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It’s that time of year: people everywhere are making lists of goals to accomplish in the new year. Some want to exercise more, others want to try a new hobby, other still hope to work on being more confident, the list goes on. We as writers have unique writing goals, ones related specifically to our creative projects.

How to Set Your Writing Goals for the New Year

If you’re feeling overwhelmed at the number of tasks you want to complete in 2019, never fear. I’ve definitely been there before. When everyone is posting on Facebook or their blogs about what they’re going to do come January 1, it can be easy to feel like you aren’t doing enough or that you don’t even know where to start.

Luckily, I have some prompts to help you decide what writing goals you want to focus on next year.

What do you want to write?

Everyone has that one project, that special story stirring in their souls. What’s yours? Have you written it yet? Sometimes some ideas feel so special, we hesitate to start writing them; we don’t want to risk seeing them fail to meet our expectations.

But procrastinating isn’t going to do you any good. Writing is always scary at the beginning. First drafts are rarely exceptional. Use 2019 as that push you need to finally get started on the story tugging at your heart.

What do you want to revise?

What projects have been collecting dust in the depths of our computer files? We all have half-finished, abandoned stories and articles and poems shoved deep into our documents. Some definitely deserve to stay there, but others might only be there because we’re too intimidated to start fixing them.

Revisions are daunting. The messier a story is, the less likely we are to want to polish it up.

If you aren’t sure how to begin editing, try reading through the draft as nothing more than a reader. Takes notes on any problems you see, but don’t focus on the solutions just yet. Recognize the holes, but don’t rush to fill them.

By taking it one step at a time, it’ll be a much smoother process.

What do you want to publish?

Very few writers don’t have dreams of publication, but even if we want to share our work with readers, it’s still terrifying. What if people hate it? What if you’re rejected by thirty agents? What if nobody’s interested in buying it?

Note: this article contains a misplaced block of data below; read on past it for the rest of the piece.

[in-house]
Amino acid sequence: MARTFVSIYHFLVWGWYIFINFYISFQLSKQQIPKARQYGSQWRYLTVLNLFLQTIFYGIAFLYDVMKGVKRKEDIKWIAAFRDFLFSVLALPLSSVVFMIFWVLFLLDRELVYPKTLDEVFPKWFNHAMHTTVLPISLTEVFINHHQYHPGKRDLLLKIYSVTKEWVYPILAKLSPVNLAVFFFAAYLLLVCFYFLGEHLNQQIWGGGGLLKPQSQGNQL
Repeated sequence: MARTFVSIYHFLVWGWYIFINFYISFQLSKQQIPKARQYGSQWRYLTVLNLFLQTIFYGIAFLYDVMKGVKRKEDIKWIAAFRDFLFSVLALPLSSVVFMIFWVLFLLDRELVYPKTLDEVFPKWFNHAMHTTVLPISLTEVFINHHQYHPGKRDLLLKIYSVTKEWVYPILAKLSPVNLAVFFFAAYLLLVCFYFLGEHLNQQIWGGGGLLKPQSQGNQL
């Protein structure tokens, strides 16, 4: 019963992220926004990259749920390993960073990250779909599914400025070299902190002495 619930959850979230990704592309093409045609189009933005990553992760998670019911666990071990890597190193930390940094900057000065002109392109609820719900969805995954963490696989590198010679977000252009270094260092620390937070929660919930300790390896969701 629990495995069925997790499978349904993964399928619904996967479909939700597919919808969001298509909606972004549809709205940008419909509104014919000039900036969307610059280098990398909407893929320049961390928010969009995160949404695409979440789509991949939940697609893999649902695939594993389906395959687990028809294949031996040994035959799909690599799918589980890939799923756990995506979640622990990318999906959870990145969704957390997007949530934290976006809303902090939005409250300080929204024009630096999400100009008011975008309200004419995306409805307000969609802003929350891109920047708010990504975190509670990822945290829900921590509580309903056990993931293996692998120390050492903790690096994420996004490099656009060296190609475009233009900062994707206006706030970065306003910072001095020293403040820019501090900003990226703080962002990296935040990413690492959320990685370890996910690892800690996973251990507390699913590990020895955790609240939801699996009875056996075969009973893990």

These are all valid, stressful fears, but you shouldn’t let them stop you from achieving your dreams. You will never get a five-star review, fan mail, or royalties from your creative work if you don’t publish it.

Take the plunge, whatever that might look like for you. Query an agent. Submit to a contest. Post on your blog.

Do anything you’d like at all, so long as it’s pushing you out of your comfort zone and propelling you towards your dreams.

Don’t try to do everything at once

Finally, don’t bite off more than you can chew. If you give yourself a checklist and end the year with more empty boxes than checked ones, you’ll become disheartened at how little you’re finishing, which could prevent you from completing the rest.

Focus on a few, very specific writing goals that will challenge you, but that you can reasonably accomplish. If you’re looking for more help with this, I highly recommend you read a recent post Sarah wrote about reflecting on your 2018 writing goals.

What writing goals do you have for the new year? How do you come up with what needs to be done? Let us know in the comments.


The new year is almost here, but there’s still a little time left to wrap up your 2018 goals. Is there a writing project you’ve been working on this year that you haven’t quite finished? Take fifteen minutes now to continue writing.

When your time is up, share your writing progress in the comments below. Be sure to leave feedback for your fellow writers, too!

The Magic Violinist
The Magic Violinist
The Magic Violinist is a young author who writes mostly fantasy stories. She loves to play with her dog and spend time with her family. Oh, and she's homeschooled. You can visit her blog at themagicviolinist.blogspot.com. You can also follow The Magic Violinist on Twitter (@Magic_Violinist).
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